At the same time, it should be stressed that there was never a discussion of an alliance with the Communist Party (KKE), because such an alliance would have meant the possibility of a radical anti-EU coalition. This is something that both SYRIZA and KKE do not want: SYRIZA because of their pro-EU, pro-euro position; KKE because of their sectarian defeatism and their refusal to see any possibility of change. In terms of economics, it will be possible to strike a balance within the new government. In fact, one might say that in certain aspects the Independent Greeks are more “populist” than the SYRIZA leadership. Independent Greeks are not anti-EU or anti-euro; consequently, there will be no divergences on that front either. Regarding rights (for example, LGBTQ rights), relation to the Church, immigration policy, etc., there might be some tensions, but overall – and taking into consideration the “realist” turn of the SYRIZA leadership – it seems as if the coalition will work, at least at first. It also helps the attempt of the SYRIZA leadership to present the new government, both domestically and internationally, as a national anti-austerity coalition, not just as a government of the Left.


Regarding other tendencies of the Left, it should be stressed that the Communist Party had a small increase in votes (5.47% up from 4.5% in June 2012). During the campaign it maintained a rather sectarian tone, depicting SYRIZA as a systemic alternative and presenting the strengthening of the Party as the only way out. However, the characteristic trait of the KKE’s political line has been its insistence that unless “opportunism” is defeated there can be no process of social change. This rather defeatist position is the basis of the party’s sectarian tactics. The radical anti-EU Left, represented by ANTARSYA-MARS, did better than in 2012 (0.64% up from 0.33% in June 2012), but came under heavy pressure within a heavily polarized election. Despite its attempt to campaign as the necessary non-sectarian Left opposition to the right-wing turn of SYRIZA, it did not manage to have an electoral result that could match its appeal within the social movements.


The period ahead of us presents important challenges, especially for the radical Left. The first challenge is to rebuild the movement in the deepest sense. The political change and the new sense of optimism of the subaltern classes must also be transformed into a new surge of struggles. This is required to put the necessary pressure upon the SYRIZA government to honor its promises and to actually improve the social situation – from making sure that laid-off public sector employees get their jobs back and ERT (the public broadcast network) is reopened, to the struggle for the repeal of neoliberal reforms, strong social movements and mobilizations are more than necessary. This will restore the confidence of people in their ability to change their lives and thus demand more radical policies, a necessary counterweight to pressure and blackmail from international organizations.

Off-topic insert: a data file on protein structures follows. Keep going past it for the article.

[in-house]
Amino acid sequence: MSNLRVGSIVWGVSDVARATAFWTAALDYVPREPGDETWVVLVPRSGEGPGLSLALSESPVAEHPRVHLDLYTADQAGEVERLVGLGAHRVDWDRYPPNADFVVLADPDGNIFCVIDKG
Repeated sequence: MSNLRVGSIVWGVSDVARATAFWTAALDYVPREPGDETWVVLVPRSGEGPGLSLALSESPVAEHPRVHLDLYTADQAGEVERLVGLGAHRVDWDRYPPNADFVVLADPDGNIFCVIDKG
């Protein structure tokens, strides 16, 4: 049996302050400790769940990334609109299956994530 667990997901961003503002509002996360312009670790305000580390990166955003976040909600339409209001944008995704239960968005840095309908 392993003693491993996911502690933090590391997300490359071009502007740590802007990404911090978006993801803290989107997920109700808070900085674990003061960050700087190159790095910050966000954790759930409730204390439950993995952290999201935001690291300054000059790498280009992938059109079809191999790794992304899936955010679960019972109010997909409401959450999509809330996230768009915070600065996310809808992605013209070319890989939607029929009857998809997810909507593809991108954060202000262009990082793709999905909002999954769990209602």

Without a society engaged in struggle, that is, a society engaged in collective practices of resistance and transformation, no process of social change can be initiated. This impressive cycle of struggles in the past years was the catalyst for the electoral shifts and the turn of the electorate to the Left. In a certain sense, the electoral results have also been political translations of dynamics of protest and contestation. In the current conjuncture, we need a resurgence of the movement, a resurgence in terms of struggle but also aspiration – a necessary surplus of social force both as pressure on the government, as counterweight to the blackmail from the EU, but also as the catalyst for new forms of radicalization.


Finally, the debate on strategy must continue. The challenge ahead of us is not simply to have some form of progressive governance within the forbidding constraints imposed by the EU and the Eurozone. The challenge is to articulate a new dialectic of immediate demands and radical changes, not only in the sense of the necessary break with the debt burden and the euro, but also – and mainly – of the ways to experiment with new social configurations. For ANTARSYA and the broader Greek radical anti-EU Left, the challenge is not simply – and not mainly – to be a “Left opposition” to SYRIZA, however useful this might be in a political landscape where all opposition to SYRIZA will come from the Right. The challenge is how to elaborate a left alternative, a strategy of ruptures and breaks (with the embedded neoliberalism of the euro, debt, etc); this is exactly the kind of alternative that will be urgently needed when the strategy of SYRIZA hits the wall of EU blackmail and the counter-attacks of the forces of capital.


We have entered a new historical phase. We have the possibility of collectively writing a new page in history. Greece has been the testing ground for the most aggressive neoliberal experiment since Pinochet’s Chile. We still have the potential to transform it into a laboratory of hope! This demands confidence in the potential inscribed in popular struggles and an ability to think beyond the dominant frames of thinking. But isn’t this the essence of radical politics? The real challenge now is for the people to sustain their hope – the hope of people actually changing their lives.

Author of the article

has taught social and political philosophy as an adjunct lecturer at the University of Crete, Panteion University, the University of the Aegean, and the University of Athens. His research interests include Marxist philosophy, the work of Louis Althusser, and social and political movements in Greece.